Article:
Utah was down just three with five seconds left, but as Joe Ingles tried to inbound on the potential game-tying play, he was whistled for a five-second violation, giving the ball, and the game, to the Heat.
“We’ve executed plays before to win basketball games, that one just didn’t work out for us,” Gordon said. “They did a good job taking away what we wanted, and for whatever reason, we couldn’t get the ball in…Just didn’t work for us tonight.”
JAZZ FALL IN D.C.
While the third quarter was nearly Utah’s saving grace against Miami, it was its downfall against Washington.
The Jazz learned their lesson from last game and came out strong, though again without Favors. Gordon had four points, as the starting five, featuring Gobert in place of Favors, combined for 21 points and forced seven turnovers to take a 24-22 lead.
The second brought additional staunch defense. Utah forced five more turnovers and held the Wizards to 27.3 percent shooting. The Jazz had 21 points off 12 turnovers in the first and carried a 42-37 lead into the break.
“I really like that core group, they have some good talent, some nice players,” Washington coach Randy Wittman said of the Jazz.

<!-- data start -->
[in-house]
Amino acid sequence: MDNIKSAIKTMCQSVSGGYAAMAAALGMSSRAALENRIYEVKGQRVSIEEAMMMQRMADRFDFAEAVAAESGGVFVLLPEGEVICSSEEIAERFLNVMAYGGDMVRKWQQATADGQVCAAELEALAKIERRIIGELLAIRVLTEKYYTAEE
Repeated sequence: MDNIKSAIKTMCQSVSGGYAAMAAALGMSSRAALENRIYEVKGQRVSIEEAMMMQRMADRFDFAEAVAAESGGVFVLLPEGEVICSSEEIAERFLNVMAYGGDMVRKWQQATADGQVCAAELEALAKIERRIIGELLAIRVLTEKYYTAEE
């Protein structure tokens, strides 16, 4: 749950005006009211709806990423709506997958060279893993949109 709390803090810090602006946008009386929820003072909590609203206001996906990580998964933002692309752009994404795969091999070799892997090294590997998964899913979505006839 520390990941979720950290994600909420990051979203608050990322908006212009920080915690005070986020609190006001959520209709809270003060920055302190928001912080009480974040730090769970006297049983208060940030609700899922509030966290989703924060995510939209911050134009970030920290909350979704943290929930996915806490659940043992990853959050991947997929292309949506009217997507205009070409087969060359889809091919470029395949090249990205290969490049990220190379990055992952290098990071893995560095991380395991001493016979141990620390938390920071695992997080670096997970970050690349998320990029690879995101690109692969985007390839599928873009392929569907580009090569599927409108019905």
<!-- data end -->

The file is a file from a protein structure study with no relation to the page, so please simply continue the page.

However, in reverse fashion from the night before, the Jazz were smashed in the third quarter. The veteran Wizards regrouped at the break and shot 59 percent in the third, dished out 10 assists, and only turned the ball over twice to flip their five-point deficit to a nine-point lead.
“We started turning the ball over[in the third quarter]. You can’t shoot yourself in the foot like that,” Utah coach Quin Snyder said. “You don’t really get a chance to defend when you’re turning it over. The Wizards are very good at converting those and getting out in transition—(John) Wall in particular. We’re looking at their backs when we turn it over.”